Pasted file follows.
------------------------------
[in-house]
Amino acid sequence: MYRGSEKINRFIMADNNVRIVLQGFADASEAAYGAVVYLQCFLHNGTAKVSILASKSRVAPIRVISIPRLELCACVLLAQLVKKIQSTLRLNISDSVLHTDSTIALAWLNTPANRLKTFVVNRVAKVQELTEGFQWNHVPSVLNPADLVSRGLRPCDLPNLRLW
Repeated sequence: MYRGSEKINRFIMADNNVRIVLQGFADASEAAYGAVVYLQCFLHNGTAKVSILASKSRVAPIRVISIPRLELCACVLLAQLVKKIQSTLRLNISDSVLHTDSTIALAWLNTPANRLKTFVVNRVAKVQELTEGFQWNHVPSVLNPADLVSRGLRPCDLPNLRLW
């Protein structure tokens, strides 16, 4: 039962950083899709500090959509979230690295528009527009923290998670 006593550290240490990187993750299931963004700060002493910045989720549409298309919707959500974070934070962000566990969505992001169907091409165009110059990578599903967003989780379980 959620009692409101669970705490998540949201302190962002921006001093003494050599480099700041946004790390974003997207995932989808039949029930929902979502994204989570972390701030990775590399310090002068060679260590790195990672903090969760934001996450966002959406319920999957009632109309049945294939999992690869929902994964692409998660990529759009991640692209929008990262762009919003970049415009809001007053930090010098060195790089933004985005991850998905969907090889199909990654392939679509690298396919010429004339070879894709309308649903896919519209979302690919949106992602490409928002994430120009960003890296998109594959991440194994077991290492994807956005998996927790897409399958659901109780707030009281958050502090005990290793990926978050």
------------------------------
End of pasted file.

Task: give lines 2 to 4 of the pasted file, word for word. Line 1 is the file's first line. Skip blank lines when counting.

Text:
Amino acid sequence: MYRGSEKINRFIMADNNVRIVLQGFADASEAAYGAVVYLQCFLHNGTAKVSILASKSRVAPIRVISIPRLELCACVLLAQLVKKIQSTLRLNISDSVLHTDSTIALAWLNTPANRLKTFVVNRVAKVQELTEGFQWNHVPSVLNPADLVSRGLRPCDLPNLRLW
Repeated sequence: MYRGSEKINRFIMADNNVRIVLQGFADASEAAYGAVVYLQCFLHNGTAKVSILASKSRVAPIRVISIPRLELCACVLLAQLVKKIQSTLRLNISDSVLHTDSTIALAWLNTPANRLKTFVVNRVAKVQELTEGFQWNHVPSVLNPADLVSRGLRPCDLPNLRLW
């Protein structure tokens, strides 16, 4: 039962950083899709500090959509979230690295528009527009923290998670 006593550290240490990187993750299931963004700060002493910045989720549409298309919707959500974070934070962000566990969505992001169907091409165009110059990578599903967003989780379980 959620009692409101669970705490998540949201302190962002921006001093003494050599480099700041946004790390974003997207995932989808039949029930929902979502994204989570972390701030990775590399310090002068060679260590790195990672903090969760934001996450966002959406319920999957009632109309049945294939999992690869929902994964692409998660990529759009991640692209929008990262762009919003970049415009809001007053930090010098060195790089933004985005991850998905969907090889199909990654392939679509690298396919010429004339070879894709309308649903896919519209979302690919949106992602490409928002994430120009960003890296998109594959991440194994077991290492994807956005998996927790897409399958659901109780707030009281958050502090005990290793990926978050």